Fascinating new study show step function in growth among cities that adopted the printing press earlier versus those didn’t in the 1450-1500 period. Fully study follows (with permission):
11 February 2011
Despite the revolutionary technological advance of the printing press in the 15th century, there is precious little economic evidence of its benefits. Using data on 200 European cities between 1450 and 1600, this column finds that economic growth was higher by as much as 60 percentage points in cities that adopted the technology.
“Printing, lately invented in Mainz, is the art of arts, the science of sciences. Thanks to its rapid diffusion the world is endowed with a treasure house of wisdom and knowledge, till now hidden from view. An infinite number of works which very few students could have consulted in Paris, or Athens or in the libraries of other great university towns, are now translated into all languages and scattered abroad among all the nations of the world”. –Werner Rolewinck (1474)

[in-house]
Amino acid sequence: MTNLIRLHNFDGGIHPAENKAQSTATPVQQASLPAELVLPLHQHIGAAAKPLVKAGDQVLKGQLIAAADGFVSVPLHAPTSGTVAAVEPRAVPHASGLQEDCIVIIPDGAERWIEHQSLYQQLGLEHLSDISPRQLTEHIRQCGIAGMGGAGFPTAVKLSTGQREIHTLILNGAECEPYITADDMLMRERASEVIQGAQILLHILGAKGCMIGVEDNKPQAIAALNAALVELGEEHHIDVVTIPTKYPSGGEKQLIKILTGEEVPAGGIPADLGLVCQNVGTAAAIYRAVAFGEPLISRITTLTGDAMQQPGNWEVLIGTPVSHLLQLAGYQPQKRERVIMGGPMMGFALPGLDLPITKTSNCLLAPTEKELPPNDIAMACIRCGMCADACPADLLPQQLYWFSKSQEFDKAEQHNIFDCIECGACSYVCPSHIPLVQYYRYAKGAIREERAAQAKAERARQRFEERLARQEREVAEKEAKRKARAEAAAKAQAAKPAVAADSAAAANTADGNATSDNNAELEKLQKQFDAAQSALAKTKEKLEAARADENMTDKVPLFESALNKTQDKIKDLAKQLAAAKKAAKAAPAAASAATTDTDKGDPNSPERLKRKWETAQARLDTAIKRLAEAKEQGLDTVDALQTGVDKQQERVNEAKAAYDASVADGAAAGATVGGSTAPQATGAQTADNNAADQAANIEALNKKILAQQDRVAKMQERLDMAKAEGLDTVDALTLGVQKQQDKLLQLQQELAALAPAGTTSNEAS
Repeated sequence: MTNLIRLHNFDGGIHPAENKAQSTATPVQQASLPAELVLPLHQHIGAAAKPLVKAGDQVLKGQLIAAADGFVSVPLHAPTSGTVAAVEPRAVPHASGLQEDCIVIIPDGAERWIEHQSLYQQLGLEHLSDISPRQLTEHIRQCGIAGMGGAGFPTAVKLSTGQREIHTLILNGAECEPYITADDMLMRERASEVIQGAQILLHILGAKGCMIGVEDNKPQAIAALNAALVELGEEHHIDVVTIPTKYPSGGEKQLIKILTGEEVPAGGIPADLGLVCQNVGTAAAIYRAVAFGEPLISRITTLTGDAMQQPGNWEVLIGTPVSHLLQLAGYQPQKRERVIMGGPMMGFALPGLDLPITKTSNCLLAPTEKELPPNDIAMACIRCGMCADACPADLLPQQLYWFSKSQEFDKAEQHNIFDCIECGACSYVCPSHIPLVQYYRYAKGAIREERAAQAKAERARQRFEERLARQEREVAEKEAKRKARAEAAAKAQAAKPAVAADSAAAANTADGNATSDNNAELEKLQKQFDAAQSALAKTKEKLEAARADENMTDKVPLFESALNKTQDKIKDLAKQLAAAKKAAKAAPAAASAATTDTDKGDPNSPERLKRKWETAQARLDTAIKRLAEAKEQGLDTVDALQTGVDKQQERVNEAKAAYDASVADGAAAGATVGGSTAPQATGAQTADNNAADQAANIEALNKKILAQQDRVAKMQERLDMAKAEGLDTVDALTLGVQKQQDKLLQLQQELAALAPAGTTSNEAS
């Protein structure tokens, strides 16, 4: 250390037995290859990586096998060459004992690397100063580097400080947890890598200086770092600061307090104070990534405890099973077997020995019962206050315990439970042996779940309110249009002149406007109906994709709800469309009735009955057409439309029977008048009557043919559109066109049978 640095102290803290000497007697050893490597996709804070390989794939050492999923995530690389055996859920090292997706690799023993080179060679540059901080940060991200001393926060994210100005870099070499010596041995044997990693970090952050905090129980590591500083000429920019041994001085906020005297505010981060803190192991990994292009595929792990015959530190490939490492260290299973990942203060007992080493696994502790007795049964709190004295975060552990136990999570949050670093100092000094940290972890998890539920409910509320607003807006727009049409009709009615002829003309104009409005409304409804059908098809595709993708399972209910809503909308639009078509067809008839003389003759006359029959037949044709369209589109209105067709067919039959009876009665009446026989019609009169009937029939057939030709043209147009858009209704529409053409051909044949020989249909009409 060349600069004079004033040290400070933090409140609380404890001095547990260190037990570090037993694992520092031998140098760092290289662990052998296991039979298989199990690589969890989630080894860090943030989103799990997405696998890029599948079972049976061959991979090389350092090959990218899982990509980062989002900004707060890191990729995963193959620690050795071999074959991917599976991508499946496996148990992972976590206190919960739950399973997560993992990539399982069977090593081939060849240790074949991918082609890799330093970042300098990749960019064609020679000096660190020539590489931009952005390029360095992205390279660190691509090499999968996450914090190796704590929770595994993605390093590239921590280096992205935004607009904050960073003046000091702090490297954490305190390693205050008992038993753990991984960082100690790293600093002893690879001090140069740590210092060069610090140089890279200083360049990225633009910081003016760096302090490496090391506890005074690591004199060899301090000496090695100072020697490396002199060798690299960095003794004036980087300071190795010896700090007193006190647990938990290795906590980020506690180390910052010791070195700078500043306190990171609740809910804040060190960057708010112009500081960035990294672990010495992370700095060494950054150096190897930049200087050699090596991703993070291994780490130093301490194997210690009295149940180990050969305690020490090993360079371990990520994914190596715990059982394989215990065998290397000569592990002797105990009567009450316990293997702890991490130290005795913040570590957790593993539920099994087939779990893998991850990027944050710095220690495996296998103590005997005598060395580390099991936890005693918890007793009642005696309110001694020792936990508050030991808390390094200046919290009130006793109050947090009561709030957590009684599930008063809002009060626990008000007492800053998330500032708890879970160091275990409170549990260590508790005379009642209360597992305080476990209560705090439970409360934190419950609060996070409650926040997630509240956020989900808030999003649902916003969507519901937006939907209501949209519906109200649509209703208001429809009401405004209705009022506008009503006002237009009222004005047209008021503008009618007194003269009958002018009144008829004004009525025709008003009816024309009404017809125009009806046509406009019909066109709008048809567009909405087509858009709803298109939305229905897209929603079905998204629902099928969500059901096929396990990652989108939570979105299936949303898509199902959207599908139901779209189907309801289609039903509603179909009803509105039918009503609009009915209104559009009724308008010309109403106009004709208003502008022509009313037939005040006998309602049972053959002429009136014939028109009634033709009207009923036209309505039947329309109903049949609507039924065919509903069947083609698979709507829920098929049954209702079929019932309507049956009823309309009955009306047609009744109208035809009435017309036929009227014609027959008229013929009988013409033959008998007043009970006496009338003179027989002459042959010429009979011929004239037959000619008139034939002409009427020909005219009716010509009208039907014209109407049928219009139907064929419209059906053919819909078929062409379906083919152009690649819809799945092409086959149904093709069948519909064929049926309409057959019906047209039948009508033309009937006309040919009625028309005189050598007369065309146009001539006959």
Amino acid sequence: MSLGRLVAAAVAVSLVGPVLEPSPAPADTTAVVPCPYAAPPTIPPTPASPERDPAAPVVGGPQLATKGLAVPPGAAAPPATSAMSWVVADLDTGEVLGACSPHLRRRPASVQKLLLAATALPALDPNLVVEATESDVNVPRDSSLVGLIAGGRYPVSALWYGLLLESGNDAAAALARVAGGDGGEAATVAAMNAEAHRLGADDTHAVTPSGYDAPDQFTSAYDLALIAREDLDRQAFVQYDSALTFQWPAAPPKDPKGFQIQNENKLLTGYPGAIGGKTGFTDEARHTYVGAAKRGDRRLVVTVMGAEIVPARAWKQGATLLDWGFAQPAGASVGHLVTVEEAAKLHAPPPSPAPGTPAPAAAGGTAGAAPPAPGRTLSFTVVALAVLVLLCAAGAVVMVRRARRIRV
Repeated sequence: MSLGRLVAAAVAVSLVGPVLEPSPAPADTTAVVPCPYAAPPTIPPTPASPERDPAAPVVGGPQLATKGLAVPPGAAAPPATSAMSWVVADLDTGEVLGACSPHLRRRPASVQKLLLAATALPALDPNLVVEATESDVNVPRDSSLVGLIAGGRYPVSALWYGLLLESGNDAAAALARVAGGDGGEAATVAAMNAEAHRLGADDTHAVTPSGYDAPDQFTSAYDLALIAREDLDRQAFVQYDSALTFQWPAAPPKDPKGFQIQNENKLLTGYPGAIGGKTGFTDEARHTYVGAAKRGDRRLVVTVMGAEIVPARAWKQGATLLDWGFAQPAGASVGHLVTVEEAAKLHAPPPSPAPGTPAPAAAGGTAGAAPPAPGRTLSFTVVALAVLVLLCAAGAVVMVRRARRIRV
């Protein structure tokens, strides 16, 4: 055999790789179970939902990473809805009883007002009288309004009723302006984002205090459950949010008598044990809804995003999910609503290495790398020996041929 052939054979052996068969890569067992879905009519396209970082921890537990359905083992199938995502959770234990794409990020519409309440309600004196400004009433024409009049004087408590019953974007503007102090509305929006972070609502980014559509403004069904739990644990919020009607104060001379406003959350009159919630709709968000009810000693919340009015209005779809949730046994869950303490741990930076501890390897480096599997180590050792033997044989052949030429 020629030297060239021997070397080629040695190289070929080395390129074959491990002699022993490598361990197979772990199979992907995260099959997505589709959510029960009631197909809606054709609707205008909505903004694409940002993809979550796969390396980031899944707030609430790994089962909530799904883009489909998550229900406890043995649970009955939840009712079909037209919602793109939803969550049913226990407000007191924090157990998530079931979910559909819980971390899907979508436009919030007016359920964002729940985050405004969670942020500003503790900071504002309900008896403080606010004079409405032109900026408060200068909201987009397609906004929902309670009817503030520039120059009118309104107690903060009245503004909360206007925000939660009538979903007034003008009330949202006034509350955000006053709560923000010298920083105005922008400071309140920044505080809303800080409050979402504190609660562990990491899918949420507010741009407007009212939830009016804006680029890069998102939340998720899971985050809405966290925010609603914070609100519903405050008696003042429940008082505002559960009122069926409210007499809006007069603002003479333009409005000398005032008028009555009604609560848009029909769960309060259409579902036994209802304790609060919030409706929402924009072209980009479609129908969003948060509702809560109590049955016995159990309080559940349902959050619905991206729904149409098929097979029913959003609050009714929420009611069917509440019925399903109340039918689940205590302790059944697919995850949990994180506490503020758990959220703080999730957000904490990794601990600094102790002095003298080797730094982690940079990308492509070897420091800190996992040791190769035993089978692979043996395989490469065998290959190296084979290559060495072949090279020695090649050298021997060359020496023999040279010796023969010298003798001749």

The movable type printing press was the great revolution in Renaissance information technology and arguably provides the closest historical parallel to the emergence of the internet (see the recent column on this site, van Zanden 2010).
The first printing press was established around 1450 in Mainz, Germany. Contemporaries saw the technology ushering in dramatic changes in the way knowledge was stored and exchanged (Rolewinck 1474). But what was the economic impact of this revolution in information technology? By lowering the cost of disseminating ideas, did the explosion of print media erode the importance of location?